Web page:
Out upon the rocky rampart
Unnoticed and alone
Sits the virgin watchman.
Her tears do not distort the view;
She waits and through them watches
Like Anna and old Simeon
Knowing day does come.
She waits and works and watches
Writing plain upon her tablet
Crying for the day
When sons shall run
And darkness flee away.
Here is a riddle I have composed after many months of a certain line of contemplation.
A Point of Life -The Riddle
by Susan Ector Ward
I occupy a point.
The point is a location on a particular line.
The line is located on a particular plane.
Within the plane, I am occupying a location on an infinite number of other lines.
The location of my point is claimed by an infinite number of other planes each of which incorporates an infinite number of other lines whose path also claims my point.
My point is the center of an infinite sphere.
I may move in any direction along any of the infinite number of lines occupied by my point.
Successively and momentarily as I move, I will be occupying one of an infinite number of other points each one not only located on the line along which I move but also located on an infinite number of other lines and also located on an infinite number of other planes, few of which are occupied by the point at which I began.
As I move, each point whose location I occupy becomes the center of a new infinite sphere.
I may change my direction by choosing to move along any of the infinite lines whose path
claims the point of my new location.
As I move, I find that I have influenced an infinite number of spheres whose center I have occupied.
If I move backward to retrace my path, though I will again pass through the center of every one of the infinite spheres whose center I had occupied before, I cannot influence any sphere in the same way I had influenced it before because I have been influenced by each of the infinite spheres along my path. The fact of my movement has changed me. Though I go back, neither I nor my point can ever be the same as we once were.
Who am I?
Finished guessing? The answer here.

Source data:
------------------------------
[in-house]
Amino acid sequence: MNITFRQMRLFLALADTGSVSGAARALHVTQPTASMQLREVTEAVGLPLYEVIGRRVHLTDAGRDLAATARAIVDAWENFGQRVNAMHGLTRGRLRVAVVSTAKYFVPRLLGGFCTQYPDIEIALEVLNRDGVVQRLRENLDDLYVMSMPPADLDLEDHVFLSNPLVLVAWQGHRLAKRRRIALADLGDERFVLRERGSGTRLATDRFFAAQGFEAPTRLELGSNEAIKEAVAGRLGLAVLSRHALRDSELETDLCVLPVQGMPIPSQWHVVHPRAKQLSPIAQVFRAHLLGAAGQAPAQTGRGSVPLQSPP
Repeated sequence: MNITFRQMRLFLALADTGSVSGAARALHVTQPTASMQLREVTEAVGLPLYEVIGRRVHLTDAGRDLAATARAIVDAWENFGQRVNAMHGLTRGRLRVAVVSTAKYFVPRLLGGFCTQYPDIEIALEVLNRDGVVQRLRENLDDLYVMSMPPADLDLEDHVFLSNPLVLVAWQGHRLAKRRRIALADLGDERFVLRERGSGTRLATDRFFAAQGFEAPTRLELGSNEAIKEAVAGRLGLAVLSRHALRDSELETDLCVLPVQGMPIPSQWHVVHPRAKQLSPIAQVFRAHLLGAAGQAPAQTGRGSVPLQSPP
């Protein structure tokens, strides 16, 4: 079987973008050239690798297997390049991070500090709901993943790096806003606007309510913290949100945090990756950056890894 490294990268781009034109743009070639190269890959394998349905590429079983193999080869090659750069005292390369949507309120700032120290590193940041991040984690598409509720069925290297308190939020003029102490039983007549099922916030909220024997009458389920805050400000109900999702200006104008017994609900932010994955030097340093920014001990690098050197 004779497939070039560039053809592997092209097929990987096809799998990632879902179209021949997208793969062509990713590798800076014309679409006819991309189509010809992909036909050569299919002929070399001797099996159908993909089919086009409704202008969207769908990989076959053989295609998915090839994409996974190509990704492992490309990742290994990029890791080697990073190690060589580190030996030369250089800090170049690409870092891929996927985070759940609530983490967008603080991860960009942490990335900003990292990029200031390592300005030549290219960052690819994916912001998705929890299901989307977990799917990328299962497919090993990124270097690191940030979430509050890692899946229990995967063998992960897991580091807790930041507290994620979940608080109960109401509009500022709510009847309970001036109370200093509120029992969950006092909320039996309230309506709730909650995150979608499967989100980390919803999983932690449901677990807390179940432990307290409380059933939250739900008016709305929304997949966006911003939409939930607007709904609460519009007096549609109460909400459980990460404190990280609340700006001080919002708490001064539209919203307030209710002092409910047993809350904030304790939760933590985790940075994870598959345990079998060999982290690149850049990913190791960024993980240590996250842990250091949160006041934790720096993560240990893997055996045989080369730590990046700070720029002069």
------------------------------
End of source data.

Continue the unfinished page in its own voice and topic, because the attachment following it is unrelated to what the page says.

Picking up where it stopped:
Earth is raped
And forced to bring forth
Not after its kind,
Like Rosemary’s Baby
Half fiend and half man.
Creation groans in labor
Caught in the evil embrace
Writhing and crying and struggling
To burst free
From the rhythmic thrusts
Of the rapist.
The anguish in this poem is for the corrupting of nature through genetic modifications and the poisons created to kill.
I have always been inside the hedge
Protected, safe and guarded.
Yet as I run non-stop and blindly
Each step just reaches past the edge.
I may by chance discover
Rock or soil or even watery depth
Unseen to me
Below each falling foot.
Onward moving, always dashing,
Ever within, yet ever
On the edge.
How she loves him
She gently strokes his work worn brow
He calls and she comes
He asks and she gives
Her gaze intuits his desire
For his comfort she draws him in
to her warm and beating breast.
How he loves her
Ivory tower his alone
Porcelain delicate, smooth as glass
A treasure fought for
A prize attained
He sets her high
Atop his cluttered trophy shelf.
A man may have the wife of the first stanza and yet never realize the gift and never give her the honor she is due. He may imagine a porcelain prize, his idol on a shelf. She is not a real woman. She is not warm, but cold as glass. Her image blocks his view of the real woman stroking his brow. To him glass is the wife he believes he deserves. This warm woman is the whore he uses.
A woman too may have her masculine prize on the shelf and not see the gift in her arms.